Adele was pleased to lead me up an easy route.

It was enjoyable, until I subluxed my shoulder (the one that hasn’t had surgery). In some discomfort, I did somehow get to the top of the first pitch without popping it completely. Claire followed me up.

You can just see Natimuk in this picture. I rested my shoulder a bit, swore off rock-climbing for ever (not much of a hardship for me) and we decided I’d abseil down using my good arm.

I was a bit glum and sore from almost wrecking my other shoulder, so returned to camp. The discomfort took a few days to disappear, but all is well now.

Some of the locals hopped through camp.

Tuesday morning was miserable again, so we headed into the larger town of Horsham to resupply and swim & shower. It cleared markedly in the afternoon. Megan was excited to get her hands on a bike, so we headed up the summit road to check out the view of the surrounds.

Past not completely harvested fields….

Up the hill; staged shot you say? Nonsense.

At the top, I looked at things.

This is one of the things I saw, damn Mitre Lake and all its mud again. Not to mention Mitre Rock in front of it, that almost ruined my shoulder. Not bitter at all.

After so long, there was some catching-up to be done – especially after Grandad’s passing (Megan & I only know each other because our grandparents were great friends, having been in the same cycling club in London in the 1940s). So the summit was a good spot for that, it was mostly free of the flies & mosquitoes lower down at the campground.

A perfect little ride down – interesting scenery, warmth but not the heat that was to come, no wind, no traffic…

We rejoined the others climbing at a smaller crag partway down the road.

Alex found a rather placid stumpy-tailed lizard; Finn was keen to take it back to Canada as a pet. Consensus was it wouldn’t survive the winters.

Wednesday I got up as the sun rose on the rock; I had a grand adventure in the Grampians. A hundred kilometre gravel ride, during which I didn’t see a soul for four or five hours.

Thursday morning Alex borrowed my bike; in exchange I was schooled in the ways of Pokemon-something. But there were other rewards, the best/only strong cup of tea I had all week for one.

Adele & Claire kept climbing things.

Spot the climber/sister – it gets progressively more difficult.

Thursday was the hottest day of the week, 34ºC, so we Kiwis went into Horsham again for respite in the afternoon.

I remembered the concept of sundowners from being on safari. I stashed a large bottle of stout in my frame bag and it was back up to the summit again – I almost expired in the heat. There were a lot of clouds, and possibly even more mosquitoes – I was eaten, some of the bites still show. So memorable for reasons unexpected. A kangaroo leapt right in front of me as I rode back to camp in the dark – quite a fright, especially after the deer the previous day.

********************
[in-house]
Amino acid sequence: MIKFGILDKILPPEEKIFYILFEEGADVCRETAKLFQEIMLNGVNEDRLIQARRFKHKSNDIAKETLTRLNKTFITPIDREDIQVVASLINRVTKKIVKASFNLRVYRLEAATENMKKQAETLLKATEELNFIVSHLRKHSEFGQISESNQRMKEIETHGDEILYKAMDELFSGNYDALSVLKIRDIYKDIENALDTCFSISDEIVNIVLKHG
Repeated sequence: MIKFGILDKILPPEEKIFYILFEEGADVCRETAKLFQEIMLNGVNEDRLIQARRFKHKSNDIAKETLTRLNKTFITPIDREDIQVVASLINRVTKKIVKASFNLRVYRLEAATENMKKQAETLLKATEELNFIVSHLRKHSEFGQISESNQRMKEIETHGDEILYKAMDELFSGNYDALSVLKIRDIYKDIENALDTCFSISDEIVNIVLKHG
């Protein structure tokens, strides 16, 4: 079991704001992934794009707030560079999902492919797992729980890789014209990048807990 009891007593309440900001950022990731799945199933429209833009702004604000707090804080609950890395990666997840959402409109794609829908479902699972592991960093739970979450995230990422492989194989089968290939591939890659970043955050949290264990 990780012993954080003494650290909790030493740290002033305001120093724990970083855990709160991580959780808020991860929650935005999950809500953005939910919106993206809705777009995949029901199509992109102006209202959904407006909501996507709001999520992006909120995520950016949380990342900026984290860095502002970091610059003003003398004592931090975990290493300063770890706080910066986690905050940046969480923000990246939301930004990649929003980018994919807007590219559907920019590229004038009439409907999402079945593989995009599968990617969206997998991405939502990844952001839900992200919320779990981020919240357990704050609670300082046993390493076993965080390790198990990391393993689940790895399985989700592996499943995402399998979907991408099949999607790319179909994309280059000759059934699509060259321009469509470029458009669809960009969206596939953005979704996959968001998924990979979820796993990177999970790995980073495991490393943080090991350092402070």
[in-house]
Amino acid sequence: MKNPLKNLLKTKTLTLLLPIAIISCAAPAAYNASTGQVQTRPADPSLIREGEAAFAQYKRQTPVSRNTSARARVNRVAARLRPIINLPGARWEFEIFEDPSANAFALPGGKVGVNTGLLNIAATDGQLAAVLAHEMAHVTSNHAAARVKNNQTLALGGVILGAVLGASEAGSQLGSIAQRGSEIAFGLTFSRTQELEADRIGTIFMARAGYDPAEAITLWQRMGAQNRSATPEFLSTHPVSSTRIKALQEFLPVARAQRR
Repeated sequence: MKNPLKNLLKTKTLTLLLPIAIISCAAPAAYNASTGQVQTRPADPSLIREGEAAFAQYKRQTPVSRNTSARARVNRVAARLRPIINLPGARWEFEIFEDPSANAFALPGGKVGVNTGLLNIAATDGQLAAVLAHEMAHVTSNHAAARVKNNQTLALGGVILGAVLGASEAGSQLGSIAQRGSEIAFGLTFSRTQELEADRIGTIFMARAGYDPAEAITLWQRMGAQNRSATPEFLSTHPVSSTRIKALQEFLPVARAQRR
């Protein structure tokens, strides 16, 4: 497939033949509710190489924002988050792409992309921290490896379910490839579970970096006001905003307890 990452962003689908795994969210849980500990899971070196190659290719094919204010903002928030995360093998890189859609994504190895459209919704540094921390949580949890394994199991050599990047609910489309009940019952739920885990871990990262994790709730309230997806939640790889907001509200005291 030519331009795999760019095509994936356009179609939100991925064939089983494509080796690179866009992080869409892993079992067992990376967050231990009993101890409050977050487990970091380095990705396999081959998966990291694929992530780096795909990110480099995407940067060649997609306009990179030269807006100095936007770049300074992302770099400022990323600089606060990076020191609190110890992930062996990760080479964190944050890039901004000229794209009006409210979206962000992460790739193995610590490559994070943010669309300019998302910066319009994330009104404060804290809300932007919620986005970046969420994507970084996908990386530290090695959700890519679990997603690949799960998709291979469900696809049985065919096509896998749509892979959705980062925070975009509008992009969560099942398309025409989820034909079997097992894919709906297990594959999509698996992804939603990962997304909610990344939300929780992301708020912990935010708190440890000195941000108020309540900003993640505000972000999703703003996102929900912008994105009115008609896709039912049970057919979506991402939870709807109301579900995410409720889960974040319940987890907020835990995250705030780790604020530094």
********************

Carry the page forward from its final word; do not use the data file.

Friday the weather was a bit pants again. After mooching around in the local cafe – we took a drive out to Little Desert National Park to have a look. We did some sort of nature walk looking at varieties of eucalypts. There were a lot of trees for a desert, in fact it wasn’t very deserty at all. #rubbishdesert

Now that the cafe was finally open (short week – Friday, Saturday & Sunday) there was a bit of a crowd of extended friends for dinner.

Adele & Claire climbed more things – I think they had a good week! Which was just as well, I was poor climbing company – no surprises there though.

Then Saturday came around, there were too-rushed goodbyes, promises of further bike adventures, the long drive back to Melbourne and arriving back in Wellington in the early hours of Sunday morning. Thankfully, good friends Elizabeth & Nigel had a spare comfy bed for me – I was over sleeping in a cold, and later hot, tent with all the wind. Big cooked breakfast too – thanks guys.

Sunday I took a detour via Martinborough for the Toast festival – a good excuse to spend excellent time with Pheasant family, eat plenty of interesting food, drink some local wine & enjoy the atmosphere.

Eventually, I made it home – rather pleased that all that travel was over. It turned out to be a physically and emotionally draining month. Great to see so much of family and dear friends, but tiring and left feeling that the distance to loved ones is still too great. I’m surprised to still be discovering just how strong my grandfather’s legacy is in my life and how that’s still influencing me now.
I was so over the travel, I’d have been quite happy not to go back to Australia for quite some time. But as it happens, first day back at work rather put the kibosh on that. Now I’m coming around to the idea, I hear one can fly Wellington direct to Canberra now.